7. You’ll need some containers to store your yogurt in, in the fridge. I use glass Pyrex containers, just because that’s what we usually use for storing food.
8. An ice water bath. I fill up one basin of our kitchen sink about halfway, and dump in ice cubes. The ice water bath will be used to cool down the milk before you add the starter culture.
Once you have all of the above equipment and ingredients gathered, you’re ready to start!
1. Take your milk and starter culture out and have them at room temperature.
2. Now, you’ll sterilize the utensils to be used in the milk. To do this, place your thermometer, spoon, and a small whisk (if you want) in the skillet and fill the skillet with water so the parts of the tools that will touch the milk are submerged underwater. I also lay a pair of metal tongs in along the side; I’ll use the tongs to lift the tools out of the boiling water. Once the water reaches a boil, let it boil for 1 minute before removing the tools.
3. Once your tools are sterilized, lift them out of the boiling water with the sterilized tongs, and set them on one of the clean dishtowels.
4. Place the milk in your heavy-bottomed stockpot, and shake in about 1/4 cup of powdered milk. Start this mixture heating over medium-high heat.
5. Place your thermometer on the side of the pot so it’s submerged in the milk.
6. Using your sterilized whisk (you can use a spoon, but a whisk works better), mix in the powdered milk until there are no more lumps.
7. Continue heating the milk mixture, stirring occasionally. You want to bring the temperature to just under boiling – 185 degree F. This will kill off any unwanted bacteria that might be in there.
8. Once the milk mixture reaches 185 degrees F, keep it there for 1 minute, then remove the pot from the heat and transfer the pot directly into the ice water bath. Stir the milk mixture until the temperature comes down to between 120 and 115 degrees.
9. Transfer the pot to the preheated heating pad (I usually place a dishtowel on top of the heating pad, which I rest the pot on.)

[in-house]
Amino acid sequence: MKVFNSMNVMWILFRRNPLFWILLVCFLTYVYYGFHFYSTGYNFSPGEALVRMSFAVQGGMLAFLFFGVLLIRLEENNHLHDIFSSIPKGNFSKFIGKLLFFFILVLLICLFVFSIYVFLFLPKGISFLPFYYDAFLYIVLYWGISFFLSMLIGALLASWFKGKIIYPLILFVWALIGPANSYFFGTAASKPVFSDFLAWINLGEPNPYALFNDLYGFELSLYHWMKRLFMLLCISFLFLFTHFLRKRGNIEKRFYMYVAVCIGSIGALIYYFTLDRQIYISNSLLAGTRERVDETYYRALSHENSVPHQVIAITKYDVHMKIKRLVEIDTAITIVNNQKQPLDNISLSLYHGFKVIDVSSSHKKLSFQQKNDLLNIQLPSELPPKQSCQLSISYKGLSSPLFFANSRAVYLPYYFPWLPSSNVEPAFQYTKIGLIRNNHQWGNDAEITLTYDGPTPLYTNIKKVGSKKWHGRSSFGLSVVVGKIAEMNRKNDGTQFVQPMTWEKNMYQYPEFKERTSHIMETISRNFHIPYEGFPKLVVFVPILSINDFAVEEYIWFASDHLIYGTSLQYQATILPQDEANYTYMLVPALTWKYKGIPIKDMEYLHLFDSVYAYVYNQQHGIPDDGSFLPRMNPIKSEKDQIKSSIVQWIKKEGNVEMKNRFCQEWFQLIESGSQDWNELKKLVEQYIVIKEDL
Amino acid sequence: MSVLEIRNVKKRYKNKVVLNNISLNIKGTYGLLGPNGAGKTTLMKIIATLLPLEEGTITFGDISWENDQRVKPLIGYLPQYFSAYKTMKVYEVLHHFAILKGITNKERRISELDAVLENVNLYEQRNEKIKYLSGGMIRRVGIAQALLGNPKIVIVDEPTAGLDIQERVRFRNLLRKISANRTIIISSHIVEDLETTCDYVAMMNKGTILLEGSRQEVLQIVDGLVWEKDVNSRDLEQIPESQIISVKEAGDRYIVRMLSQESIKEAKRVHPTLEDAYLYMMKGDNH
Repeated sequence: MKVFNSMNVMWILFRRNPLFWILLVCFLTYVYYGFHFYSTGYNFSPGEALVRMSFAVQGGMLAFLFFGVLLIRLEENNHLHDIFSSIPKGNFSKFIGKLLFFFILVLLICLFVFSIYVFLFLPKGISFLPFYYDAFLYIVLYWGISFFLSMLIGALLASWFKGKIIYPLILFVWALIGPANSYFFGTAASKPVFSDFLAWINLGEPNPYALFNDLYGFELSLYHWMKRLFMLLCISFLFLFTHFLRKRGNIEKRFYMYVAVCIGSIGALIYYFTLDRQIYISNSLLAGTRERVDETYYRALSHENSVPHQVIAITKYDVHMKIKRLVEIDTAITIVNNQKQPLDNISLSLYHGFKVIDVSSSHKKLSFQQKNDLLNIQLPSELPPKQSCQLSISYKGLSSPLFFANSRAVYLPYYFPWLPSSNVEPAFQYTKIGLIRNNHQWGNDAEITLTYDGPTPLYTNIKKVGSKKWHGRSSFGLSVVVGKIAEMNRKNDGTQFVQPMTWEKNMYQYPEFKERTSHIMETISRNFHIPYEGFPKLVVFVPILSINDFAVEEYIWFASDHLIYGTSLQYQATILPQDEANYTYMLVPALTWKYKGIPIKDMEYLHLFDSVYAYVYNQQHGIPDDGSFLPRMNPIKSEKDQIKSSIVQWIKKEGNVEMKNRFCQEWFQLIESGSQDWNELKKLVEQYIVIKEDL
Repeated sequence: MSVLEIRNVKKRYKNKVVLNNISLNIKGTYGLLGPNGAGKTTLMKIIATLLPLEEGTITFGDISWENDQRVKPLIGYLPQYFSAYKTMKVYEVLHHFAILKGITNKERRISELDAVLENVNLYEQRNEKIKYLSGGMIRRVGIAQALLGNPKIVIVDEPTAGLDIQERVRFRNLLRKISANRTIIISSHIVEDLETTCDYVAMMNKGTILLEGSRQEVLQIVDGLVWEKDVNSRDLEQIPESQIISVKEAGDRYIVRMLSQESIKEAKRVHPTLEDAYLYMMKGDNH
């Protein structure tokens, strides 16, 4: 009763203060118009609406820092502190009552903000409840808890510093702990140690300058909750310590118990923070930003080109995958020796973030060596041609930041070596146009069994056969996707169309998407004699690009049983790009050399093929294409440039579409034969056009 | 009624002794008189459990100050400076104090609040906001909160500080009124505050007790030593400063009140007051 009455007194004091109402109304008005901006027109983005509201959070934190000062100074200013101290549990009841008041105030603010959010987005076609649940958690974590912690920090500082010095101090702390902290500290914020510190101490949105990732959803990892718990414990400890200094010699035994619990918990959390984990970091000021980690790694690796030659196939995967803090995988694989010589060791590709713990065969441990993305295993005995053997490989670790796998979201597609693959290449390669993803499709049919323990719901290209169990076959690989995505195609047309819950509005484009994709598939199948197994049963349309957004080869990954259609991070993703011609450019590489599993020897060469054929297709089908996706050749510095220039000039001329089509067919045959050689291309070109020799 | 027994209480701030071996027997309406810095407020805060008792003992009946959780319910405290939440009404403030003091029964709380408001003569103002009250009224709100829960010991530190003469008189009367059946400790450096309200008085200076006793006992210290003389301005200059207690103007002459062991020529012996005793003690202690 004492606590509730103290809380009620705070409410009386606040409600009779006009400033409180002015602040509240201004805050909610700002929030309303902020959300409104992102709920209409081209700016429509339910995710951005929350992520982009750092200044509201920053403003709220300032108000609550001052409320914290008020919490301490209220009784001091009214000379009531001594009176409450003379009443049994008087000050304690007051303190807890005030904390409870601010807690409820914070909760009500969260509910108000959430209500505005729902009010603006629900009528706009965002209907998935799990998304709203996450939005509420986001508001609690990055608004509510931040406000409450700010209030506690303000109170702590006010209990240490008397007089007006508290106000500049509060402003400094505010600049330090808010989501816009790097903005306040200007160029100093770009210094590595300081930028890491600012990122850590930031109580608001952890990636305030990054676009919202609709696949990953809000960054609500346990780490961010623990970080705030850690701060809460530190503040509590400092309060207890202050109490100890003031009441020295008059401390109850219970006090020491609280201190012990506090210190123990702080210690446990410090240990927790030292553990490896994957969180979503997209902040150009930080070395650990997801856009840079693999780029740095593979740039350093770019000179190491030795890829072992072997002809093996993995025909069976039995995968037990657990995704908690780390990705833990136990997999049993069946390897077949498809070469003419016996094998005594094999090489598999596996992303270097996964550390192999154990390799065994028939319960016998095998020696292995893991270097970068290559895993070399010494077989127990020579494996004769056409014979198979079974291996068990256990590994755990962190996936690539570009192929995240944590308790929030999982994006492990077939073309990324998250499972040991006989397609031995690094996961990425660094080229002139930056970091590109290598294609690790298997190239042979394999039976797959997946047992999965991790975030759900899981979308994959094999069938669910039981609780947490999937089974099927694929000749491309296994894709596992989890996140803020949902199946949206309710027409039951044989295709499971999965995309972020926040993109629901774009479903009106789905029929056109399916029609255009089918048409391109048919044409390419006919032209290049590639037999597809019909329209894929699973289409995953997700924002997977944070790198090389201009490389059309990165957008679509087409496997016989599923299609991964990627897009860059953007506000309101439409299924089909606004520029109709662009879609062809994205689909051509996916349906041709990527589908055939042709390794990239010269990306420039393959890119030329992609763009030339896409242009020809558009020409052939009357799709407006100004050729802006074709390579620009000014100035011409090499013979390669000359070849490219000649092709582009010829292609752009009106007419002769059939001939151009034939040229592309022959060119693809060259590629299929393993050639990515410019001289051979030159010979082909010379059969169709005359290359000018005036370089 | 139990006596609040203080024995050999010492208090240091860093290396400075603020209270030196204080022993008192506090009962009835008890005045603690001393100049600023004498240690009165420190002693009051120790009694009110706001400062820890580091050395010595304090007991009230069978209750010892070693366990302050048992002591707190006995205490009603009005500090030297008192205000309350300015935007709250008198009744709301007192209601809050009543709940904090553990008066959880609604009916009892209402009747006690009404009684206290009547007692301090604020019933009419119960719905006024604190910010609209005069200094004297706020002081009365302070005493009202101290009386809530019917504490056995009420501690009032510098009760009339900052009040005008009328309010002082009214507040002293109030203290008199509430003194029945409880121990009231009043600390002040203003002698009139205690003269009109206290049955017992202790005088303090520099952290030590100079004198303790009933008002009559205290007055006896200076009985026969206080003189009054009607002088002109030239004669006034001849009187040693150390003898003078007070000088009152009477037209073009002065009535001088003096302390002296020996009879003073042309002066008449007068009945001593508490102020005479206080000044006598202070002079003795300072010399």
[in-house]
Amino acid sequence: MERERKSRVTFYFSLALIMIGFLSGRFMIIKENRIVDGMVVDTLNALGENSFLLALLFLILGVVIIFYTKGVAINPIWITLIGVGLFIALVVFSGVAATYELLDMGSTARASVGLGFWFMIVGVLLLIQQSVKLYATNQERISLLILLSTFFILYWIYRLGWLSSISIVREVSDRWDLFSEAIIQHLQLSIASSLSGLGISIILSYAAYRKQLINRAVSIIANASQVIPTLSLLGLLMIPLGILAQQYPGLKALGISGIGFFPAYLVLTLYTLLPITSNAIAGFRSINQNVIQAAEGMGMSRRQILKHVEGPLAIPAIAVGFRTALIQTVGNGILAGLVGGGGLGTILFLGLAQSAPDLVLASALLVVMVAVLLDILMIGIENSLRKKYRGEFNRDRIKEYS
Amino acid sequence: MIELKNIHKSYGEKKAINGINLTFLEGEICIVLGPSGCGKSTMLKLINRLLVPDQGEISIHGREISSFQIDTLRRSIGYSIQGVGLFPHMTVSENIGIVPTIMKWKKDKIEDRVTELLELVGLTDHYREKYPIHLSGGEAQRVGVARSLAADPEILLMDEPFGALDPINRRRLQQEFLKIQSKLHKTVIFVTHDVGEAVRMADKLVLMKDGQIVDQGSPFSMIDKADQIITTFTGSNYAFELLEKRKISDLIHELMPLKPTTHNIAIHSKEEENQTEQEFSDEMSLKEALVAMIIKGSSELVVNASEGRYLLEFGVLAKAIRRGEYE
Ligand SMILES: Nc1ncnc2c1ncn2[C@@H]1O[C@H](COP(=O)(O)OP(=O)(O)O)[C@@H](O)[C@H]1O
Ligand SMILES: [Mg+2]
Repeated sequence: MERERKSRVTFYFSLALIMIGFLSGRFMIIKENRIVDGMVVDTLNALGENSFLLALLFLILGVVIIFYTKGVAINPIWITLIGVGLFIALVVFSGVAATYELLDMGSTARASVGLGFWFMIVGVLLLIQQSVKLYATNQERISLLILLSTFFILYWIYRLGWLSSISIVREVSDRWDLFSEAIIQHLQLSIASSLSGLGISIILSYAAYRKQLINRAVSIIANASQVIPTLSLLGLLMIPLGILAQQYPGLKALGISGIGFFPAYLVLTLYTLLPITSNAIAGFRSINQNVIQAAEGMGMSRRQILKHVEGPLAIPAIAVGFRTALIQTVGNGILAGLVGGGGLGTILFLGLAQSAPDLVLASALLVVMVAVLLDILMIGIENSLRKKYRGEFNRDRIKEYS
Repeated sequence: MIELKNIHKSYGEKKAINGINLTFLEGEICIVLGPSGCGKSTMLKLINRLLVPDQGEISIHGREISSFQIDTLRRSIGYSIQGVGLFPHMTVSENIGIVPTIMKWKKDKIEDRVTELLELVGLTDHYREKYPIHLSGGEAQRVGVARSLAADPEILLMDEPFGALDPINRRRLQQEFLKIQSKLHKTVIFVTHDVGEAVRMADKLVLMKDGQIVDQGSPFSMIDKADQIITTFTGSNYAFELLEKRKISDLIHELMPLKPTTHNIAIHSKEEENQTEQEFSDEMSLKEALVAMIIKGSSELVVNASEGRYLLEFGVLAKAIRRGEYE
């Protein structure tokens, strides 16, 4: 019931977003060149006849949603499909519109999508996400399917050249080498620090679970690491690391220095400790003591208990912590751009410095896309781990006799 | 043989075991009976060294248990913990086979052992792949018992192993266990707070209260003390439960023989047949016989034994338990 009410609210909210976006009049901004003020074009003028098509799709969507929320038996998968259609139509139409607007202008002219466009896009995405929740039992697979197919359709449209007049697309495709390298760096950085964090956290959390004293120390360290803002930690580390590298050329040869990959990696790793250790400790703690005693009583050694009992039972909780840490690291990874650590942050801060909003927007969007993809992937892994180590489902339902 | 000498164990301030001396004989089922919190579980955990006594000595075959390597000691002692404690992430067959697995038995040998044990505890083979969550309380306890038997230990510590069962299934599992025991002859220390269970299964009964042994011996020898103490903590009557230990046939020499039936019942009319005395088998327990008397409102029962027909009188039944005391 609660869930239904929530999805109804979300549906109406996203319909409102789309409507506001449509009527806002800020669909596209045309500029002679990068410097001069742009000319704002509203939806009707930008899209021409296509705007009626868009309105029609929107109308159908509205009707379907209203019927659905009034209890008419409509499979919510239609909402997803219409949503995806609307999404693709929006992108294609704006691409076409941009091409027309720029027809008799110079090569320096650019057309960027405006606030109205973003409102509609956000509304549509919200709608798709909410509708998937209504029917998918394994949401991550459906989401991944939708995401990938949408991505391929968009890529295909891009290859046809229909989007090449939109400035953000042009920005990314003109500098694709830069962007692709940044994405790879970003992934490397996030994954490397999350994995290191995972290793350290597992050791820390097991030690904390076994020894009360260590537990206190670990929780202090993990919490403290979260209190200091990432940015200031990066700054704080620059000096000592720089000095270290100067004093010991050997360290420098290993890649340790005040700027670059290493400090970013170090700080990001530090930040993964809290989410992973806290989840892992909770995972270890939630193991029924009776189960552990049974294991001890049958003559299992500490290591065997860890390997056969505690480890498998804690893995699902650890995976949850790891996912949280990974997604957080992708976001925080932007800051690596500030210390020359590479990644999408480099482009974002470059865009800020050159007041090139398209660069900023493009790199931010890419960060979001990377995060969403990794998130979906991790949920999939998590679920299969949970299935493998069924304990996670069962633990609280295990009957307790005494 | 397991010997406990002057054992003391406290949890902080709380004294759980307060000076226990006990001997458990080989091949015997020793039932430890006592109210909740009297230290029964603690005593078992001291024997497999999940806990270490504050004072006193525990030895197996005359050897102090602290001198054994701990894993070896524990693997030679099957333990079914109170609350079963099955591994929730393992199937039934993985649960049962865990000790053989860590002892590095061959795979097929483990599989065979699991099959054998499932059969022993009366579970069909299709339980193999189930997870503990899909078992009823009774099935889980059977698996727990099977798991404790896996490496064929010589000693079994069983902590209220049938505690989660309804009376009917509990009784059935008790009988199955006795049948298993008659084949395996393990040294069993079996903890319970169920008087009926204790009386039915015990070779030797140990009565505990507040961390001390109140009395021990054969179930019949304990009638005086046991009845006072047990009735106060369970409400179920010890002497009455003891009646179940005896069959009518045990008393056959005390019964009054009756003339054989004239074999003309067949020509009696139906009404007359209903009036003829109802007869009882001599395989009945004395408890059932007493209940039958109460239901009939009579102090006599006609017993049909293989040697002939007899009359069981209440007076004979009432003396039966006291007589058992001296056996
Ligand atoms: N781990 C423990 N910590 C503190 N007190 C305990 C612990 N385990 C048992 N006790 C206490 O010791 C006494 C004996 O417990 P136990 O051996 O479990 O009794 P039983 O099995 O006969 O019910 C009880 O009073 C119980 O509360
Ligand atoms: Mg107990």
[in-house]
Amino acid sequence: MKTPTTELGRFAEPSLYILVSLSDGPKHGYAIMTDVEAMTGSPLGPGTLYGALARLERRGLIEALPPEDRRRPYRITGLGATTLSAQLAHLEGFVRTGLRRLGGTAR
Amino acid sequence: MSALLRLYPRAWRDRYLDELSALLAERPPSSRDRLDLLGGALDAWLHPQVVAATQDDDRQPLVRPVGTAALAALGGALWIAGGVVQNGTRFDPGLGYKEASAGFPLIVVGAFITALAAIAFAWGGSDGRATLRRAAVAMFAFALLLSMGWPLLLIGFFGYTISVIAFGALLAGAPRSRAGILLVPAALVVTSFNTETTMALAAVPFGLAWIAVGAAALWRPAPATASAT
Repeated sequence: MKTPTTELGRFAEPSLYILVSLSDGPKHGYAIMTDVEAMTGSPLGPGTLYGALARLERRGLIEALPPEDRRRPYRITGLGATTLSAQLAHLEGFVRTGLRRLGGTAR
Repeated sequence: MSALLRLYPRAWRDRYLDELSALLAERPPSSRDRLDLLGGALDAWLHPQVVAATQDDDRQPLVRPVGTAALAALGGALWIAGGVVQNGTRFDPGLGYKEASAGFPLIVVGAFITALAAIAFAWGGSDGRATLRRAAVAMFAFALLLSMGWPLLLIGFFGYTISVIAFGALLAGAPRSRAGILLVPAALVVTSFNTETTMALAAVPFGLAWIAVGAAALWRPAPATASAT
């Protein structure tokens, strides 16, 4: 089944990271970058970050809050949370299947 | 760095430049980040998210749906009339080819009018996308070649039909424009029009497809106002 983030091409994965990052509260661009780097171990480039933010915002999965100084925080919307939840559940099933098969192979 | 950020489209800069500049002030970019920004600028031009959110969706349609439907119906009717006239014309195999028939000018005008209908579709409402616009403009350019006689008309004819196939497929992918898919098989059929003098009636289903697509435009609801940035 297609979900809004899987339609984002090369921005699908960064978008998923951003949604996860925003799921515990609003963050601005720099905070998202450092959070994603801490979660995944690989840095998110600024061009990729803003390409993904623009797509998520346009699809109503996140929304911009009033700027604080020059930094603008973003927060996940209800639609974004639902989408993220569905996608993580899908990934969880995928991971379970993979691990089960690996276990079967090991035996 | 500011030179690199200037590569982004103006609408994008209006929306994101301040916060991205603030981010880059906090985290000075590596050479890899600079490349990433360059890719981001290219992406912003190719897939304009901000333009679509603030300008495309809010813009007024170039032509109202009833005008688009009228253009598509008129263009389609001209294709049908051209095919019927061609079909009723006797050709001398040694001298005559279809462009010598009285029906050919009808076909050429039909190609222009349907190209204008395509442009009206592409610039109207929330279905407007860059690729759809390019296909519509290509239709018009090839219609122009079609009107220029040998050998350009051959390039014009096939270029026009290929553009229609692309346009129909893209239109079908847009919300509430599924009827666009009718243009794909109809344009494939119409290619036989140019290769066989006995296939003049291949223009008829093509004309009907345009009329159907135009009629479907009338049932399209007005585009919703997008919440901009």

10. Use your spoon to transfer 1/2 cup of the warm milk mixture into the liquid measuring cup containing your starter yogurt. Mix the warm milk into the starter yogurt until it’s pretty smooth.
11. Now, pour the warmed starter yogurt/milk mixture back into the pot, and stir thoroughly to combine.
12. Put the lid on your pot, and wrap the pot in a few dishtowels. Keep the pot, wrapped in dishtowels, on the heating pad for 4-6 hours. The yogurt should stay around 105-110 degrees F for this entire time, which is why I wrap it in dishtowels – they help insulate it. If the temperature drops much below that, it will be too cold for the bacteria to work; too much higher, and the bacteria will be killed. The yogurt should be set after 4 hours; leaving it longer will develop a bit more tang. I usually leave mine for 6 hours.
13. After 4-6 hours, your yogurt is ready! Stir it well with a spoon to create a smooth, even texture. It will seem fairly loose at this point, but will firm up overnight in the fridge.
14. After you’ve stirred it thoroughly, transfer the yogurt into your containers, and place them in the fridge overnight.
15. Make sure to reserve 1/2 cup of the yogurt to use as a starter for your next batch. If you want to make sure no one accidentally eats it, you can always put a little note on the container.🙂
And that’s it! Start to finish, I find the prep process (not including incubation period) usually takes me about 30 minutes. The yogurt lasts us about 2 weeks, and like I said before, it’s really delicious! I love the fresh, creamy taste and consistency, and the way I can tailor it to my tastes however I want. If you’re inside on a rainy or snowy weekend this winter, it’s a great time to try making your own!
More yogurt information:
History and Folklore of Yogurt Making (Stonyfield Farm)
Make Your Own Yogurt (Mother Earth News) – detailed step-by-step description of the process, as well as alternate methods of incubating your yogurt if you don’t have a heating pad
Homemade Yogurt (101 Cookbooks) – more interesting information about yogurt, as well as a “tasting notes” sheet you can use for your homemade yogurt experiments.